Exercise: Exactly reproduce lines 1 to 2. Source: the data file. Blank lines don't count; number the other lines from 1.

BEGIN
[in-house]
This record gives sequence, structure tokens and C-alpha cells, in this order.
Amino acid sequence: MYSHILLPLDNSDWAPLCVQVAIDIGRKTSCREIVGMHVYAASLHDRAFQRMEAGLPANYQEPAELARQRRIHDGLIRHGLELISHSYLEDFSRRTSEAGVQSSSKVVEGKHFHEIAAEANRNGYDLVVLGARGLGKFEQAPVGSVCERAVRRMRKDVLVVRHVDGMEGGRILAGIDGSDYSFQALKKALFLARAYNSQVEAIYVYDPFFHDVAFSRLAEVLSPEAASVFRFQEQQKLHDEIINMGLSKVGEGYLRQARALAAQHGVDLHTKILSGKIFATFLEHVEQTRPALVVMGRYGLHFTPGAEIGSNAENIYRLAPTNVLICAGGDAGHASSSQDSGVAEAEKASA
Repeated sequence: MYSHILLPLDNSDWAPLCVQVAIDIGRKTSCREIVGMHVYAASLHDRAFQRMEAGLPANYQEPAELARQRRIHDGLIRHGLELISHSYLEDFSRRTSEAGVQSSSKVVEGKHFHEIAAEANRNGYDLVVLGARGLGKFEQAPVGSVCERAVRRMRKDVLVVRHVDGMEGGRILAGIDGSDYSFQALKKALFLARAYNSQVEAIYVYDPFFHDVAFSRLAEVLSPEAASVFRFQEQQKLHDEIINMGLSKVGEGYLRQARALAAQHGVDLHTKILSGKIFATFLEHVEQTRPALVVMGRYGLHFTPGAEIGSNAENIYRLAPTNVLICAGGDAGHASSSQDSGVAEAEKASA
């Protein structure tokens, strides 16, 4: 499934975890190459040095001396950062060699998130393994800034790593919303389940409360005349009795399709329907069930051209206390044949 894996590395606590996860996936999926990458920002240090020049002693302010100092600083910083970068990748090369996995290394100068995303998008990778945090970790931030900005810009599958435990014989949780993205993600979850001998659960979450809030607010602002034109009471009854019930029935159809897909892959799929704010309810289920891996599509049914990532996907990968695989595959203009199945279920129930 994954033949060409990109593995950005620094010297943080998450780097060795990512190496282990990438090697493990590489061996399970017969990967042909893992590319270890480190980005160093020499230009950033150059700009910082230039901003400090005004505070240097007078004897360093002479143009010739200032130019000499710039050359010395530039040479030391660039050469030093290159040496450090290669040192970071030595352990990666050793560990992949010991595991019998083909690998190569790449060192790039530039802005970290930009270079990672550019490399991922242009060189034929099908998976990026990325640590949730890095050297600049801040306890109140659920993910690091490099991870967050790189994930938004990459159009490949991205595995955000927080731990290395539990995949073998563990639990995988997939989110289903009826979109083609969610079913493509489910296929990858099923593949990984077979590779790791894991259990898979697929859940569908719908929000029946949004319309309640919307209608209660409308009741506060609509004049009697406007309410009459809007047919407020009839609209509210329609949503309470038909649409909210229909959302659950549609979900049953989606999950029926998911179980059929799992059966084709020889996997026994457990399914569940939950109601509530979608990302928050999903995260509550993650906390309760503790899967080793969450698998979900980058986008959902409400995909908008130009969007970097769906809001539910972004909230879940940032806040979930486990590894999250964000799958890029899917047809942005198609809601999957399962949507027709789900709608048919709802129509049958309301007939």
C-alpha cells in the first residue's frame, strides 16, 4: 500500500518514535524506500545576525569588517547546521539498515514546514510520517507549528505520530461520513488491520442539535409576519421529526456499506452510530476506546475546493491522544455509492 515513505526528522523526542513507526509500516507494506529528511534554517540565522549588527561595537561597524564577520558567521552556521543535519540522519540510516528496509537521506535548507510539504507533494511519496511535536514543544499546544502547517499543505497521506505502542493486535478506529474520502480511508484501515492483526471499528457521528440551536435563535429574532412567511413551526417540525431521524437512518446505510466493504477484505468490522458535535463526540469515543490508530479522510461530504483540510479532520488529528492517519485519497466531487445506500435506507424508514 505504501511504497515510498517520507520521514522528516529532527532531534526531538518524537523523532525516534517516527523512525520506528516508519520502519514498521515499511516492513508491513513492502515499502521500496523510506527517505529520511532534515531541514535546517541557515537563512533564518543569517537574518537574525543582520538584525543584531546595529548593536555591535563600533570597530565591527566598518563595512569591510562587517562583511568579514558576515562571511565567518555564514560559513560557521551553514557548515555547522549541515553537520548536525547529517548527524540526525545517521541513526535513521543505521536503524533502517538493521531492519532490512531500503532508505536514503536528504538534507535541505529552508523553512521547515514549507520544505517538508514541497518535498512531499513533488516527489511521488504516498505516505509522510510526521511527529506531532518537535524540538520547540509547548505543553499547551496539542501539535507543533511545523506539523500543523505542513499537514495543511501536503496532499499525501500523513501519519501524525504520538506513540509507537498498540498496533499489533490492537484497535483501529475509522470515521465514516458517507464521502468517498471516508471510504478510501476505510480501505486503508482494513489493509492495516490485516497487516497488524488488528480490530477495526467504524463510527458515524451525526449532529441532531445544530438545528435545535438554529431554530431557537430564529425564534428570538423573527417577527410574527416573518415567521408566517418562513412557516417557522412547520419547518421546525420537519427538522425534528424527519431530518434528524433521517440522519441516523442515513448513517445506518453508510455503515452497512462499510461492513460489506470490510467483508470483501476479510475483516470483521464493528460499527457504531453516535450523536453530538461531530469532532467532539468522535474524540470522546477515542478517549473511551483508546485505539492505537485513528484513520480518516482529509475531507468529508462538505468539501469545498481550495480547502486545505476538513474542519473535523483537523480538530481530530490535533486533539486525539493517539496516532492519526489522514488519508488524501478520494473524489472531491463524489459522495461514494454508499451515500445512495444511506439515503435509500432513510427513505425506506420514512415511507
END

[in-house]
This record gives sequence, structure tokens and C-alpha cells, in this order.